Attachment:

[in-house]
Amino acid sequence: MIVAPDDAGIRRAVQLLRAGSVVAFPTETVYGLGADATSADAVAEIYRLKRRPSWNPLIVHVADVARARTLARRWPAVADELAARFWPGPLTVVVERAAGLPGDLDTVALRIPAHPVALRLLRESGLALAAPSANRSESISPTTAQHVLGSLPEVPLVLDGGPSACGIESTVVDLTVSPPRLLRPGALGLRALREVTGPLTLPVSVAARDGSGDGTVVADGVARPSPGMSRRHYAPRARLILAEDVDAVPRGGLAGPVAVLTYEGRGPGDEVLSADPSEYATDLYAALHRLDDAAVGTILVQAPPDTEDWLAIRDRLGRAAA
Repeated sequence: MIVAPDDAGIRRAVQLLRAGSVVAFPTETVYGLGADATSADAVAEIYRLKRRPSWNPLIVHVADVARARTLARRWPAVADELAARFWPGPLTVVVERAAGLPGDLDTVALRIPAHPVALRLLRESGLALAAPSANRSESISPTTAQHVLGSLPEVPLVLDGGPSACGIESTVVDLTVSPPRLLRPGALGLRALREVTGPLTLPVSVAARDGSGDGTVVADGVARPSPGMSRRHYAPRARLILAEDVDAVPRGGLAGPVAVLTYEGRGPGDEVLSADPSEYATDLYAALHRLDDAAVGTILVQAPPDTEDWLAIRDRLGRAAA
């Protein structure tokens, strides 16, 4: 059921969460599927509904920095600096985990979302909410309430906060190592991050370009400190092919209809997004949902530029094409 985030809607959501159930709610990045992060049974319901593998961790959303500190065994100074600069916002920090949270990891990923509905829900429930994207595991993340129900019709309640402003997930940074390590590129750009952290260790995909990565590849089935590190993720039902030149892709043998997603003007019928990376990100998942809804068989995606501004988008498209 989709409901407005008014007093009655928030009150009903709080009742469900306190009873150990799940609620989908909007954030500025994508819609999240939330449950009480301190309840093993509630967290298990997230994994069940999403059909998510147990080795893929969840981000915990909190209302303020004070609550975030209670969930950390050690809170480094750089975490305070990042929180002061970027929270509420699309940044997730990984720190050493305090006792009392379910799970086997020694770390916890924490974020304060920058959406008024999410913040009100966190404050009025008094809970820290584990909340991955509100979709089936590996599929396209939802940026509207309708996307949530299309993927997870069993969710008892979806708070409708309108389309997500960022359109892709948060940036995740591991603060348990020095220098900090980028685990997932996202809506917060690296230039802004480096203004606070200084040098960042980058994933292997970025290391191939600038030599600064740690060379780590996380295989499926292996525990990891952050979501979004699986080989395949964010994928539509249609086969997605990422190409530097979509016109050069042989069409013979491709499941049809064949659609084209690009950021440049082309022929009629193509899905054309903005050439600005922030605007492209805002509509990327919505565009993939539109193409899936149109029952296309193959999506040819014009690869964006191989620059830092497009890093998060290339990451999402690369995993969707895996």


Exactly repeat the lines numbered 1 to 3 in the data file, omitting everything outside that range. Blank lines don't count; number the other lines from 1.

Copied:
[in-house]
Amino acid sequence: MIVAPDDAGIRRAVQLLRAGSVVAFPTETVYGLGADATSADAVAEIYRLKRRPSWNPLIVHVADVARARTLARRWPAVADELAARFWPGPLTVVVERAAGLPGDLDTVALRIPAHPVALRLLRESGLALAAPSANRSESISPTTAQHVLGSLPEVPLVLDGGPSACGIESTVVDLTVSPPRLLRPGALGLRALREVTGPLTLPVSVAARDGSGDGTVVADGVARPSPGMSRRHYAPRARLILAEDVDAVPRGGLAGPVAVLTYEGRGPGDEVLSADPSEYATDLYAALHRLDDAAVGTILVQAPPDTEDWLAIRDRLGRAAA
Repeated sequence: MIVAPDDAGIRRAVQLLRAGSVVAFPTETVYGLGADATSADAVAEIYRLKRRPSWNPLIVHVADVARARTLARRWPAVADELAARFWPGPLTVVVERAAGLPGDLDTVALRIPAHPVALRLLRESGLALAAPSANRSESISPTTAQHVLGSLPEVPLVLDGGPSACGIESTVVDLTVSPPRLLRPGALGLRALREVTGPLTLPVSVAARDGSGDGTVVADGVARPSPGMSRRHYAPRARLILAEDVDAVPRGGLAGPVAVLTYEGRGPGDEVLSADPSEYATDLYAALHRLDDAAVGTILVQAPPDTEDWLAIRDRLGRAAA